Mom said...

Well, maybe there are a few stay-at-home moms out there who spend their days shopping for shoes once their children reach the halcyon age of three -- but I certainly haven't met them, other than the ones with full-time nannies. In my own experience, part-time work does get easier once kids reach school age (which, by the way, Terence, is closer to age five or six than to three or four.) Full-time work for both parents, however, can continue to be genuinely challenging right through high school, even for higher-earning families. For one thing, most schools let out around three, while most workplaces stay open all day. Children don't go to school in the summer, on holidays, on teacher conference days, or when they are sick. Babysitters are fine for younger kids, but not so great as kids get older. And not all of the work of raising children goes on when the kids are at home.

I don't know what it is about choosing whether to work outside or inside the home after children arrive that brings out a need on the part of some people to belittle and criticize. In my experience, the parents who are most successful in finding workable approaches for their own families are those who remain flexible, humble about what they don't know, and open to different possibilities -- qualities Terence might want to work on before he starts a family of his own.

Unknown said...


Why don’t *you* stay home and raise the children?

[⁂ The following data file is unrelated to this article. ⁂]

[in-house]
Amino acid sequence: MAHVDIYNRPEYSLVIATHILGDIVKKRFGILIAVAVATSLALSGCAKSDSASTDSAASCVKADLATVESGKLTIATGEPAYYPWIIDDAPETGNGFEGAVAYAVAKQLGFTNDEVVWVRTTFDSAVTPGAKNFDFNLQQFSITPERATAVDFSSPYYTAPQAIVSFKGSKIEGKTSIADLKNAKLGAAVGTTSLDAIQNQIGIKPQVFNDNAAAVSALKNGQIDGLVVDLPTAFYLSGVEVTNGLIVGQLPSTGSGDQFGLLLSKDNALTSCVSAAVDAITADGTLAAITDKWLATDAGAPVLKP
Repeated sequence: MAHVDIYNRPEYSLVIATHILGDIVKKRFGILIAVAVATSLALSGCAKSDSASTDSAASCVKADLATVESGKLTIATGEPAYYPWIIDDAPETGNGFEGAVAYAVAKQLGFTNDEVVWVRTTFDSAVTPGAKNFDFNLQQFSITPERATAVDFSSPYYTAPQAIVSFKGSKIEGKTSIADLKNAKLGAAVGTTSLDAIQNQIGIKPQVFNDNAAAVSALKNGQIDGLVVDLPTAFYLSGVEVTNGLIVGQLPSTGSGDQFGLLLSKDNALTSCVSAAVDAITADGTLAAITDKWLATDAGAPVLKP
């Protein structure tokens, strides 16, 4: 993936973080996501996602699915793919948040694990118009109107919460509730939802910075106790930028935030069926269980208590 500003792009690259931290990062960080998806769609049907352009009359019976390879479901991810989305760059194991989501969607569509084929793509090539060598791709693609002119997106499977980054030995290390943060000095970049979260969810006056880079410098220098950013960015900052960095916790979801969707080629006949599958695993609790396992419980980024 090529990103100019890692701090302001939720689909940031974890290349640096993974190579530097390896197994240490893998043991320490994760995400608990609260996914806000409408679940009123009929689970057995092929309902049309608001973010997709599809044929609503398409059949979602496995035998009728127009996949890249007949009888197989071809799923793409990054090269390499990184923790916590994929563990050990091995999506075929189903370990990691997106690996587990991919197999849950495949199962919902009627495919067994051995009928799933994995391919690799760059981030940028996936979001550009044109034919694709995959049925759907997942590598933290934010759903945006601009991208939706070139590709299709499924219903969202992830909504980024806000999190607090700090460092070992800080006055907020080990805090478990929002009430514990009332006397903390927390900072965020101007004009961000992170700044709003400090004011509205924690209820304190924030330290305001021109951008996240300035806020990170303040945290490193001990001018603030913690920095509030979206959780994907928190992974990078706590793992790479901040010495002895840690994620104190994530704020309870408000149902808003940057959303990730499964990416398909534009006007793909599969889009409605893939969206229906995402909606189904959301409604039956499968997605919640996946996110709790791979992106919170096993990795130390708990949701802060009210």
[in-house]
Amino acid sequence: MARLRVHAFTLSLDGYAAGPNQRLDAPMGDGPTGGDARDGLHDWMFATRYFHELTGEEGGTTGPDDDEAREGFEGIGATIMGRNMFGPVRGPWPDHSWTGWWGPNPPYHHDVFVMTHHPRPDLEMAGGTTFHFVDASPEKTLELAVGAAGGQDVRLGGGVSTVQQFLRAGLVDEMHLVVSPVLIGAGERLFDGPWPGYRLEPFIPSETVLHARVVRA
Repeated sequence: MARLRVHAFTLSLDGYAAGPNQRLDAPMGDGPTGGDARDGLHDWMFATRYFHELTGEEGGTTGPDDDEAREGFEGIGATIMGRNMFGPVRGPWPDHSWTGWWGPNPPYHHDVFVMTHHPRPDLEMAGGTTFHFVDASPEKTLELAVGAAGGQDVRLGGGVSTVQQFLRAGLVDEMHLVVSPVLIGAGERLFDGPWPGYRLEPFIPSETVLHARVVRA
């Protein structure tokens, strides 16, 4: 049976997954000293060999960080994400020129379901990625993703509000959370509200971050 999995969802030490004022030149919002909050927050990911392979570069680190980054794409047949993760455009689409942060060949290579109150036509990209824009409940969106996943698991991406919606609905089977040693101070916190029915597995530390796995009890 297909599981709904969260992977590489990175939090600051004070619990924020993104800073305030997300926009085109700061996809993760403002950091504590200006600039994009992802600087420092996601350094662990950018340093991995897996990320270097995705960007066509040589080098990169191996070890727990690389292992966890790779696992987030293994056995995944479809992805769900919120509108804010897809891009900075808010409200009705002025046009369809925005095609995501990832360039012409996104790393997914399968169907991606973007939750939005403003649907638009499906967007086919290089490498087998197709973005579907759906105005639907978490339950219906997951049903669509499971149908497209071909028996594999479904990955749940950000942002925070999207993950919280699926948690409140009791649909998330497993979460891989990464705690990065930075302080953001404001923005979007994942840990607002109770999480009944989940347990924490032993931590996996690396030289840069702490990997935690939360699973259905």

Perhaps the reason is this: because mothers are, on balance, far better mothers than fathers are. And since I'm not the president of Harvard, I'm going to go out on a limb and guess that the reasons might even include some physiology.

I mean, when a man makes less money, shouldn’t he be the one who stays home with the children?

I sincerely hope that nobody makes their childrearing decisions with such a tunnelvisioned view of the bottom line. I don't think you meant it to be that way, but it reads that way.

But I don’t see why it necessarily has to be a woman. I know a lot of men who are better with the children than their wives.

Of course, there are going to be cases where the father proves to be an exemplary care-giver. I spend a lot of time with my daughter thanks to my flexible schedule, and I'm always heartened to watch the stay-at-home dads care for their kids, as I am with the stay-at-home mom I know whose female partner works full-time. Of course these alternative arrangements can work.

But it reflects measures of selfishness and/or materialism not to give reasonable weight to biology. So while there are certainly going to be instances where those alternatives prove superior, they should not begin with equal standing before other factors are taken into account.

My wife is fully convinced that she was flat out deceived by the mantra that a sucessful woman is a career woman. Now that she cares for our precious 2-year old, and almost certainly unable to have more due to our advanced age, she genuinely considers the time she spent focused on career to the exclusion of marriage and family a waste in comparison.

amy said...

Interesting article. One I've discussed with my husband and friend many times. I'd love to work from home, but we can't make it work financially right now. We are hoping to move in the spring, and maybe with some re-structuring of our bills and such we'll be able to make it work. Especially given that the cost of 2 children in daycare will be over half of my income!

Unknown said...
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vnjagvet said...

Diane of course has a point. As Ann points out, for the last generations, at least since the sixties, the stay at home dad has been at least an acceptable life style for the upper, upper middle, university educated classes.